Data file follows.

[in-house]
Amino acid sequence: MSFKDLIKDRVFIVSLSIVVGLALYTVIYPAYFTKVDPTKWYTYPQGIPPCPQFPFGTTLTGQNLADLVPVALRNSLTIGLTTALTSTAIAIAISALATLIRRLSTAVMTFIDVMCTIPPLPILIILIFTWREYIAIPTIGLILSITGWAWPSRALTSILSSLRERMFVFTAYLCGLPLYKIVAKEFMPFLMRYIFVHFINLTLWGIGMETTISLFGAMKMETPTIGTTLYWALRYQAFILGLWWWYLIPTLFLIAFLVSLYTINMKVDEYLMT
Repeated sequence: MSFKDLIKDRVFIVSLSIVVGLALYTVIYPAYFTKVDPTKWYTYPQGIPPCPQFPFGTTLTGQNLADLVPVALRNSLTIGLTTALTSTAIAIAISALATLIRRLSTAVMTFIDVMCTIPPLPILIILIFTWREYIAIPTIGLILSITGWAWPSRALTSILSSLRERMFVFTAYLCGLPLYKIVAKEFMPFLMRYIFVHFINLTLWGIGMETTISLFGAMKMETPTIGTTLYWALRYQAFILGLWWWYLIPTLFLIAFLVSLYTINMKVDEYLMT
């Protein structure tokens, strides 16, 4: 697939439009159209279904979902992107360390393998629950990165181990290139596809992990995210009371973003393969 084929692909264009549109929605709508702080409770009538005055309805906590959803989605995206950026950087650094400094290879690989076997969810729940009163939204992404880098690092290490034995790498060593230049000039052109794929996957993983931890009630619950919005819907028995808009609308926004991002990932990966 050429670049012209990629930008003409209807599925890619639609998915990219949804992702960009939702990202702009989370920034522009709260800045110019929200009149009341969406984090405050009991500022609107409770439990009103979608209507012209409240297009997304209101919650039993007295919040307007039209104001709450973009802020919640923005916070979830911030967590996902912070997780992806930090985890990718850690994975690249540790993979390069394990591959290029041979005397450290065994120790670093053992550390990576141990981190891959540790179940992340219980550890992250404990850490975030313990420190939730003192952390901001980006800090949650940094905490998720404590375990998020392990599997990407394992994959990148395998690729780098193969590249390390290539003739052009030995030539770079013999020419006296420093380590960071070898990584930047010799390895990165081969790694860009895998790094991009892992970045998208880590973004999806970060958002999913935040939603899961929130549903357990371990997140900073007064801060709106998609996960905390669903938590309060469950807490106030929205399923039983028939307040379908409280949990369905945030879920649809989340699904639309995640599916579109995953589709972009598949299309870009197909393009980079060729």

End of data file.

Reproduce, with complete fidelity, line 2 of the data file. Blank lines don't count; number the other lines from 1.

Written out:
Amino acid sequence: MSFKDLIKDRVFIVSLSIVVGLALYTVIYPAYFTKVDPTKWYTYPQGIPPCPQFPFGTTLTGQNLADLVPVALRNSLTIGLTTALTSTAIAIAISALATLIRRLSTAVMTFIDVMCTIPPLPILIILIFTWREYIAIPTIGLILSITGWAWPSRALTSILSSLRERMFVFTAYLCGLPLYKIVAKEFMPFLMRYIFVHFINLTLWGIGMETTISLFGAMKMETPTIGTTLYWALRYQAFILGLWWWYLIPTLFLIAFLVSLYTINMKVDEYLMT